I have to start this by apologizing for not posting more than I have been.  The weather’s been awful and I’ve been working non-stop which leaves precious little time for bikes (or sleep) BUT I have had the fantastic opportunity to go to the University of the Fraser Valley Bike Maintenance Level 1 Course.  This course ran once a week for 6 weeks and taught us the basics of bike maintenance.  After this class I can do a full tune up on my bikes as well as some more advanced skills like brake bleeds and hub overhauls.

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My first try at wheel truing.  Does this look straight to you?

The (more than qualified) instructor for the class is Bruce Wenting, owner of Wentings Cycle & Mountain Shop.  It would not be an exaggeration to say that this man knows and loves bikes.  He had awesome stories about every kind of biking you can think of from road races, to cyclocross, to old school mountain biking.  We were all definitely in good hands.  He taught us so much and was able to answer all of our questions, and even solved the mystery of my constantly breaking spokes!  We worked on a variety of types of bikes and the last couple of classes we paired up to work on our own bikes!  Jenny has never looked so good!

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Dirty brake fluid from my gnarly summer of hard riding.

Now, I know you all don’t just come here for stories about me learning things completely successfully without any bumps along the way.  We all know how awkward of a person I am and this class wasn’t an exception.  There are a couple of things I’ve learned from this course (parallel to and outside of the curriculum) and they are:

1.)  No matter how many times I’m told not to, the only thing I ever want to do is squeeze the brake levers when the wheels are off on hydraulic brakes.  This is a no-no as it can cause the pistons in the calliper to get stuck which means you need to reset them.  I did this no fewer than FOUR times when working on my partner’s bike and eventually stopped apologizing and just pulled out the brake pads to fix my blunder yet again.  It was funny the first 2-3 times.

2.)  If you’re going to crouch down to take somebody’s picture in a quiet room filled with cool, bike people, make damn sure you aren’t going to fart.  It happened… loudly…. people noticed.  *sigh*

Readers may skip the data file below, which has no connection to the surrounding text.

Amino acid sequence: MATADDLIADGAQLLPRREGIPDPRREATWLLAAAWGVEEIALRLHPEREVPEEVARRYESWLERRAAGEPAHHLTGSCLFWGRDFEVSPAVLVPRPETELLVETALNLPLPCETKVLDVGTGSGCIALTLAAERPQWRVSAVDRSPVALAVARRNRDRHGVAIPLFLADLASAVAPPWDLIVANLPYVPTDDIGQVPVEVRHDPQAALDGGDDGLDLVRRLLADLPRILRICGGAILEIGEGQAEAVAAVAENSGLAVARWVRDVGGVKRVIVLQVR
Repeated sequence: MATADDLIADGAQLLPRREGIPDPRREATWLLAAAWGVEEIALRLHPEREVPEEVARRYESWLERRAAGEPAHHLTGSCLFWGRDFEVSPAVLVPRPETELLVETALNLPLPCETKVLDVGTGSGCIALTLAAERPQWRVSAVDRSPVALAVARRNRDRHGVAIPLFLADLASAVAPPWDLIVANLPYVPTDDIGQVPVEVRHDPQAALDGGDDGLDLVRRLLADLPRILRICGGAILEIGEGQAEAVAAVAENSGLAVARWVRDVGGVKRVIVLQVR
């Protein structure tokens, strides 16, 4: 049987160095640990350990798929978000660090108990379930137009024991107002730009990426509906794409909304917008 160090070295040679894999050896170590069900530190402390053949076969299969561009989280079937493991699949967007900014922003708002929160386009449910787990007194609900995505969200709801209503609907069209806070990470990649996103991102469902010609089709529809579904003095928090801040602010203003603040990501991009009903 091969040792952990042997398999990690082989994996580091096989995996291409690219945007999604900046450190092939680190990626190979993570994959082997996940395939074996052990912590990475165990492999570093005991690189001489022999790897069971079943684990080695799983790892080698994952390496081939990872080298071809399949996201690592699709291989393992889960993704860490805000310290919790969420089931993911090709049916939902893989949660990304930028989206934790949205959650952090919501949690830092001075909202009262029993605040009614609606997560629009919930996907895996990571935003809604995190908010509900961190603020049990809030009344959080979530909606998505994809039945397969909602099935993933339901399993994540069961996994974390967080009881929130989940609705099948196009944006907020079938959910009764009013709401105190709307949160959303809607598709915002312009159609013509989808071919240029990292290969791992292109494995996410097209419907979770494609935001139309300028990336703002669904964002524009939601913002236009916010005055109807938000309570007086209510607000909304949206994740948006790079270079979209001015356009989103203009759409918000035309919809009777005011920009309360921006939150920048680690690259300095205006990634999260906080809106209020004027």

3.)  When throwing out cables and housing in a metal garbage can, either don’t coil them at all or make sure they’re secured well when coiled so they don’t spring open in the garbage can with a loud crashing noise and get yourself called “rowdy” by the teacher.

Another cool thing I’d like to note about this program is that it’s held in the UFV Aerospace Centre in Abbotsford.  This is where people learn to work on planes.  Planes!  How cool is that?!  So we were all fixing our bikes next to empty planes in a hangar.  Not to mention the bunch of them outside.

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Bikes were also made to fly.

 

This is also the home of Paul Brodie’s Bike Frame Building Course where you actually design and build a frame from start to finish, all the while being guided by the legendary Paul Brodie.  You walk away with a bike frame that you get to build.  I’d be lying if I said I wasn’t tempted to do that for a hardtail frame.  But one thing at a time.  I will most likely be taking the Level 2 of the bike maintenance course when it’s offered in the new year to learn things like suspension maintenance and wheel building.

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Jenny ready for her makeover.

I’m so excited to not have to take my bike into the shop for everything anymore.  Working on your bike may seem scary at first but it is honestly so fun and accessible!  I encourage anyone out there with a bike to take some sort of course to at least know the basics of how to take care of it.  It saves you money and gives you a deeper understanding of your bike and how it works.

Happy trails and stay dry!